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Jules Szanto is licensed in Pennsylvania and the United States District Court for the Eastern District of Pennsylvania.

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Drug possession and distribution

Although drug laws in the Commonwealth of Pennsylvania are changing as we see them changing throughout the US, possession and distribution of certain drugs can still carry serious penalties ranging from involvement in a diversionary program to probation and incarceration. Oftentimes, first time offenders involved in the possession or distribution of controlled substances are eligible for a diversionary program or some sort of drug treatment program. However, individuals with prior drug possession or distribution convictions may face stiffer penalties which absolutely require the zealous representation and defense of an experienced attorney.

If you’ve been arrested for possession with the intent to deliver a controlled substance, your first line of defense is a motion to suppress. Depending on the facts and circumstances of the arrest, the police may have violated your constitutional rights under the United States constitution as well as the Pennsylvania state constitution, and only an experienced attorney can protect your constitutional rights by way of a motion to suppress or trial.

Assault

Sexual assault notwithstanding, there are different types of violent crimes which can be classified as assault: simple assault as a misdemeanor of the second degree, which can carry up to two years of incarceration, and is defined as when an individual intentionally, knowingly, or recklessly causes bodily injury to another person. This can be anything from a fight outside a bar to negligently injuring another person with a deadly weapon, such as a kitchen knife. Simple assault of the third degree, however, can carry up to one year of incarceration, and is generally defined when two people voluntarily engage in a fight, defined by the law as “mutual consent.”

Aggravated Assault

Aggravated assault can be either a felony of the first degree, which, depending on the circumstances, carries a maximum of twenty years incarceration, or a felony of the second degree, which carries a maximum of ten years incarceration. Either way, an individual charged with aggravated assault as a felony of the first or second degree faces considerable penalties and should absolutely speak with an attorney about how to best handle charges such as these. These charges can arise if an individual attempts to cause serious bodily injury to another or attempts bodily injury to another with a deadly weapon.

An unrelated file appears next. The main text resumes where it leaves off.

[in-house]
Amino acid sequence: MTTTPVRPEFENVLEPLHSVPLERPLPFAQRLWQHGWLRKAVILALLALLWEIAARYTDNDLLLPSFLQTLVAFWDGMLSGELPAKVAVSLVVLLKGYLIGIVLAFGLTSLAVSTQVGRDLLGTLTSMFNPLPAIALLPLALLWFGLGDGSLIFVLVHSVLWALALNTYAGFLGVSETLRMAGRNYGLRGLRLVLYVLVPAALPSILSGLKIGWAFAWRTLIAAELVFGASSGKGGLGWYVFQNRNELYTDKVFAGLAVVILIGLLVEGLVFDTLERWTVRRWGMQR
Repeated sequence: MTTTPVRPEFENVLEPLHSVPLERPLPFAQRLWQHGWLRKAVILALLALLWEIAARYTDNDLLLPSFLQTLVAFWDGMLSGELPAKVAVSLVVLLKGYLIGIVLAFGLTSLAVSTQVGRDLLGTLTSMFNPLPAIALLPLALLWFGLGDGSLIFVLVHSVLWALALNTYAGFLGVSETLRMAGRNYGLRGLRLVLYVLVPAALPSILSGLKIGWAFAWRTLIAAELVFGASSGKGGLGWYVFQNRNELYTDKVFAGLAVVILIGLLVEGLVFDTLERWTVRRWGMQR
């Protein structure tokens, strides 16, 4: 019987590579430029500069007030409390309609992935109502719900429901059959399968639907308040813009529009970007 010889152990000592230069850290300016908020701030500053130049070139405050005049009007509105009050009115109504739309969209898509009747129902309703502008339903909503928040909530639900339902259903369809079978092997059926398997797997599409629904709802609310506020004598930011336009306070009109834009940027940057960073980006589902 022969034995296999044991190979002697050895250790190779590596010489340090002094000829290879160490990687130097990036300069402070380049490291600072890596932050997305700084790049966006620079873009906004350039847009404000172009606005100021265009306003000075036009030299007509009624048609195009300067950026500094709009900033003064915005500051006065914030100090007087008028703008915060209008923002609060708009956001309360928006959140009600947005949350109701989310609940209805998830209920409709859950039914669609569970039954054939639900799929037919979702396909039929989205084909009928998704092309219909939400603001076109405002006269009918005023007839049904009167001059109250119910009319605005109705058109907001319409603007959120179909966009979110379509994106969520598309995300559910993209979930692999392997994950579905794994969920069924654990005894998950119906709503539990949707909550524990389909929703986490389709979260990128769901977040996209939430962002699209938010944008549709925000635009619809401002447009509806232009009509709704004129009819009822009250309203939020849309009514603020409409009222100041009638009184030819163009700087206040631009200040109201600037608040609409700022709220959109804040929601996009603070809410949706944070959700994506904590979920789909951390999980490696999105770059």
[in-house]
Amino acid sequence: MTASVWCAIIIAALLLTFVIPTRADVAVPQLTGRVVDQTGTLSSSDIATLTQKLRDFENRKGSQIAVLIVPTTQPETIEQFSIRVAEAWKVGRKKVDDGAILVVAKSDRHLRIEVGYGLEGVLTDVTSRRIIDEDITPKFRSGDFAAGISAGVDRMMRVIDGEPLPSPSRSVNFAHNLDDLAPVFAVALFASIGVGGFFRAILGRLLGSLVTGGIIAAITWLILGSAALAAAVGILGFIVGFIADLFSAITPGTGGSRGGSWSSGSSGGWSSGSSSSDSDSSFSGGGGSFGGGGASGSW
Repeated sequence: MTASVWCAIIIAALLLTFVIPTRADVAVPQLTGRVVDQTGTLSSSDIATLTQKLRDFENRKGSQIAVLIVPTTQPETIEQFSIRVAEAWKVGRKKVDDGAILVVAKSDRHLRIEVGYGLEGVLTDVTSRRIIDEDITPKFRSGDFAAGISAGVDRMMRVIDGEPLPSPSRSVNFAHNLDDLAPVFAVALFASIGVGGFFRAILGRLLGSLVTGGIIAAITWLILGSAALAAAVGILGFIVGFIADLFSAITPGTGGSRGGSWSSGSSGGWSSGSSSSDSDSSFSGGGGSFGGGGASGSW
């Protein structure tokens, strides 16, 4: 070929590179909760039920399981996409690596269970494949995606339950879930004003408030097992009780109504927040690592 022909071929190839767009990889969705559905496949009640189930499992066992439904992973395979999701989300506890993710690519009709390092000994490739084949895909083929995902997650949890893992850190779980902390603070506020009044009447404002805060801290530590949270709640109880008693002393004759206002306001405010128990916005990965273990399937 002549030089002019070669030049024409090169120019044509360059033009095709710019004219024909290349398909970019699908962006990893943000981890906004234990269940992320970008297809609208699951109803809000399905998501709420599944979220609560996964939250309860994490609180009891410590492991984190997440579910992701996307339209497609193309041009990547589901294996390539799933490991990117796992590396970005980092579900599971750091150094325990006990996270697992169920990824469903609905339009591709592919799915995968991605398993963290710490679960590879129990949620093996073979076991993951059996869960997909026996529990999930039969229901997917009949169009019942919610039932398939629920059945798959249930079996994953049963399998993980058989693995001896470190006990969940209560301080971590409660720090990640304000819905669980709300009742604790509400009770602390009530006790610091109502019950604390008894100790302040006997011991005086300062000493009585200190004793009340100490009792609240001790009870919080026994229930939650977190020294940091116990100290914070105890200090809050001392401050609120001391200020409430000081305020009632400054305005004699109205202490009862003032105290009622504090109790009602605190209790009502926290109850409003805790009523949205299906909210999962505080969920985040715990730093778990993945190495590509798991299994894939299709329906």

Serious Bodily Injury

In Pennsylvania, serious bodily injury is defined as bodily injury which creates a substantial risk of death or which causes serious, permanent disfigurement, or protracted loss or impairment of the function of any bodily member or organ.

Bodily Injury

Impairment of physical condition or substantial pain
For purposes of aggravated assault, a deadly weapon is defined as any firearm, whether loaded or unloaded, or any device designed as a weapon and capable of producing death or serious bodily injury, or any other device or instrumentality which, in the manner in which it is used or intended to be used, is calculated or likely to produce death or serious bodily injury.

What exactly qualifies as a deadly weapon?

It can be anything from a padlock on a keychain to the jagged rim on a tuna can being used by an individual in a violent fashion.

Protected Classes

Even if a person has no deadly weapon and no intention of causing serious bodily injury or death, they may still be charged with aggravated assault if they attempt by physical menace to put any of the individuals in a “protected class” while in the performance of their duty in fear of imminent, serious bodily injury.

What is a protected class?

Anybody enumerated under 18 Pa.C.S. §6.C which includes anyone from a police officer, SEPTA worker, state law enforcement official, assistant district attorney, to a firefighter. This list is not exhaustive.
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One can be charged with aggravated assault for something as simple as pushing their way through a SEPTA turnstile and making contact with a uninformed SEPTA employee.

Gun Possession

In Pennsylvania, people who are eligible under the law to carry firearms may do so only after they’ve obtained the proper permits, whether as a private citizen for self-defense, or as an individual who needs to carry a firearm for their job.